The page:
The Community Scholarships programme, previously known as Medway Community Scholarships, was opened to all students registered at both the Canterbury and Medway campuses in 2018-19, from all stages, disciplines and modes of study. Thus far we have received 100 application pack requests this academic year with the following breakdowns:
Medway = 16
Canterbury = 77
Not currently registered = 7
UG = 60
PG = 33
Not currently registered = 7
Twenty one percent of students who requested the pack submitted an application form for consideration; two of which were successful in the autumn term at obtaining the full reward and two in the spring term, with all four students being based at Canterbury.
The two scholarships awarded in the autumn term were Art at Heart and Music for Change.
Grace Lau, a first year Psychology student manages the project, Art at Heart, a series of ten art and craft workshops for year 3 and 4 pupils at Pilgrim’s Way Primary School with learning difficulties and/or low confidence. The workshop objectives are to improve emotional well being and self-confidence of the pupils through art making, introducing alternative ways for them to express themselves.
Aida Sharaf, a second year Drama and Film student is organising a concert called Music for Change that aims to raise awareness of mental health, domestic abuse, drug abuse and social inequality/discrimination through the lyrics. The hope is the ‘concert will give a platform of expression to people who are struggling with issues that are not discussed as much as they should be. Many students and young adults struggle with mental health, abuse and social inequality/discrimination but sometimes can feel like they are trapped. I have found that art allows people to be expressive which can be an outlet for a lot of these suppressed issues.’ Music for Change is looking for a new venue due to emergency maintenance being carried out at the Gulbenkian Theatre in March 2019.
Our successful scholars in the spring term, thus far, include the projects From the Cubby and the Keynes Sustainability Scholar.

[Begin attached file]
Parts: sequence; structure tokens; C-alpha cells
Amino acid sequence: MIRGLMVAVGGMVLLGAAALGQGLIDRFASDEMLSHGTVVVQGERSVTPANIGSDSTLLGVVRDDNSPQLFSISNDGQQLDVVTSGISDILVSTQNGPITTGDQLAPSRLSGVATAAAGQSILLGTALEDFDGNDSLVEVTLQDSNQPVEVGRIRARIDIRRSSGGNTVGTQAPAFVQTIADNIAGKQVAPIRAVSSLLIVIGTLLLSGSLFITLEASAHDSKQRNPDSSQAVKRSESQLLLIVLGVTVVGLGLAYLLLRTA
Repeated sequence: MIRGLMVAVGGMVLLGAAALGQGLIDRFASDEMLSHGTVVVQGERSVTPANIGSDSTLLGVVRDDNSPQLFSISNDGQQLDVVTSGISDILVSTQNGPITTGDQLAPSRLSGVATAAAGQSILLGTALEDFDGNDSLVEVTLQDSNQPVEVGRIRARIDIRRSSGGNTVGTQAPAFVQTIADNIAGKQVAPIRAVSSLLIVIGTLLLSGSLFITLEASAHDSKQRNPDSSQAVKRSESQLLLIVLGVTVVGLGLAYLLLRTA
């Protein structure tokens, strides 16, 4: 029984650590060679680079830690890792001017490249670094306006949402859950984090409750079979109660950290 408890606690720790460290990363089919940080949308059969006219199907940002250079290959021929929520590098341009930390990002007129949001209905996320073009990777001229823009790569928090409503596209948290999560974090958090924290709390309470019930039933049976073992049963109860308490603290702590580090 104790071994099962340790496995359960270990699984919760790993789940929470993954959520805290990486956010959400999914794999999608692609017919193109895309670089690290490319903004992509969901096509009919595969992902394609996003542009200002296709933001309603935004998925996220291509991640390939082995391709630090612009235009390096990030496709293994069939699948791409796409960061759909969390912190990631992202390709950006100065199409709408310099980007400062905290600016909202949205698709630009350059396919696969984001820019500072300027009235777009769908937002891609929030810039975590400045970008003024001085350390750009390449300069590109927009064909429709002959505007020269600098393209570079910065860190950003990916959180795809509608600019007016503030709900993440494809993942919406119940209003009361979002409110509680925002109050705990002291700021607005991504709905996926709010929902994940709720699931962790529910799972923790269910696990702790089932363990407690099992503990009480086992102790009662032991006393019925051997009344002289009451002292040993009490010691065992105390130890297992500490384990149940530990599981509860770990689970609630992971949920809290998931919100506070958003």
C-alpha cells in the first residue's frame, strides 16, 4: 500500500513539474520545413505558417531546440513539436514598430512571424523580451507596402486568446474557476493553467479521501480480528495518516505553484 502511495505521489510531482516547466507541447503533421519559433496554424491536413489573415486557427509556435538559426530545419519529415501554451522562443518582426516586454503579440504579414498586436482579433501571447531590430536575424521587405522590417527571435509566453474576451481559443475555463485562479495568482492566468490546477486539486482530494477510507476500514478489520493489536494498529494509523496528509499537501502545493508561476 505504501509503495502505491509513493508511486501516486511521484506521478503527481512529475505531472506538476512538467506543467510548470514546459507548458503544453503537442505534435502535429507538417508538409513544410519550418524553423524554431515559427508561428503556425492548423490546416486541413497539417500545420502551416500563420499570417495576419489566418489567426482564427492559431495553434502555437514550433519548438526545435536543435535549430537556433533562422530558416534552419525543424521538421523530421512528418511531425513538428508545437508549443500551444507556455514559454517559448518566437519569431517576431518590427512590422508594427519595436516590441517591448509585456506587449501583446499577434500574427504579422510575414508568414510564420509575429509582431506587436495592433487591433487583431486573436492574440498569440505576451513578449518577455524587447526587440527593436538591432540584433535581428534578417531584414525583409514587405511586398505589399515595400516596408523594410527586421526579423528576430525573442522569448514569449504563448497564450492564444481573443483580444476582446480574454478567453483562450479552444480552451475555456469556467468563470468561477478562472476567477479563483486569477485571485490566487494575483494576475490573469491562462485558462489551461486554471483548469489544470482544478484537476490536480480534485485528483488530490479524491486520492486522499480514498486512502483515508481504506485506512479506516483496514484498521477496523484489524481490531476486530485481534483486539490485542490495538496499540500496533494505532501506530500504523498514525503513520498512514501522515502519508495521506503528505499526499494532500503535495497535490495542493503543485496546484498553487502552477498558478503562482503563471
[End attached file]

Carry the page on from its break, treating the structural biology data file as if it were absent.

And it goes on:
Joe Spence, a postgraduate in his second year studying for a PhD in Social Anthropology, will be using current footage to create an ethnographic film, From the Cubby, that will be screened later this year, to raise awareness of homelessness and resettlement in Canterbury. The film ‘will explore some of the problems people experience when they become housed, and are faced with the prospect of untangling themselves from social networks associated with homelessness and addiction”, with the aim being to “foster dialogue across organisations, bringing stakeholders from a variety of backgrounds together to discuss the policies and practises associated with homeless resettlement programmes.’
Jane Zhuk, a first year Biochemistry student was awarded the Keynes College Sustainability Scholarship project, the first of its kind, which was initiated by the Master of Keynes College, Chloe Gallien and Emily Mason, with the objective of initiating, engaging and supporting sustainability actions at Keynes College.
The Community Scholarships is closed for applications for 2018-19 and will re-open in September 2019 for the academic year 2019-20. Special circumstances may be given for small-scale projects. Please contact Debbie Worthington, Student Activities and Scholarships Officer, firstname.lastname@example.org for further information.
Read more about Community Scholarships online.